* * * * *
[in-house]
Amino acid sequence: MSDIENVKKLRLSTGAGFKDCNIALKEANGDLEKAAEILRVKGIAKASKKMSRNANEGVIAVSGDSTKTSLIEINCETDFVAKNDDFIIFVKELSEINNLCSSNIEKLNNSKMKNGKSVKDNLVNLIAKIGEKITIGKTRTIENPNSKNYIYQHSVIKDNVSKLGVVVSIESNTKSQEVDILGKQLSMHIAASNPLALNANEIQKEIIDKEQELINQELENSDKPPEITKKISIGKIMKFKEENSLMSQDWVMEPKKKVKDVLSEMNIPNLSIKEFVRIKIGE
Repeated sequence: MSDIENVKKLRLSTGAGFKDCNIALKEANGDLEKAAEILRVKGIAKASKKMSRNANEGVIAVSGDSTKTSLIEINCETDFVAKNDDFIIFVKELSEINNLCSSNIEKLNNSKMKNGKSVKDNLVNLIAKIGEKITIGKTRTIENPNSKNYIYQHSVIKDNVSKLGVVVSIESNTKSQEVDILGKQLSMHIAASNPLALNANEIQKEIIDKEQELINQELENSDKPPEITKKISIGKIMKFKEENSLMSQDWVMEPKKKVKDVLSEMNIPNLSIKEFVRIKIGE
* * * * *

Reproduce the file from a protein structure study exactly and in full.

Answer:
[in-house]
Amino acid sequence: MSDIENVKKLRLSTGAGFKDCNIALKEANGDLEKAAEILRVKGIAKASKKMSRNANEGVIAVSGDSTKTSLIEINCETDFVAKNDDFIIFVKELSEINNLCSSNIEKLNNSKMKNGKSVKDNLVNLIAKIGEKITIGKTRTIENPNSKNYIYQHSVIKDNVSKLGVVVSIESNTKSQEVDILGKQLSMHIAASNPLALNANEIQKEIIDKEQELINQELENSDKPPEITKKISIGKIMKFKEENSLMSQDWVMEPKKKVKDVLSEMNIPNLSIKEFVRIKIGE
Repeated sequence: MSDIENVKKLRLSTGAGFKDCNIALKEANGDLEKAAEILRVKGIAKASKKMSRNANEGVIAVSGDSTKTSLIEINCETDFVAKNDDFIIFVKELSEINNLCSSNIEKLNNSKMKNGKSVKDNLVNLIAKIGEKITIGKTRTIENPNSKNYIYQHSVIKDNVSKLGVVVSIESNTKSQEVDILGKQLSMHIAASNPLALNANEIQKEIIDKEQELINQELENSDKPPEITKKISIGKIMKFKEENSLMSQDWVMEPKKKVKDVLSEMNIPNLSIKEFVRIKIGE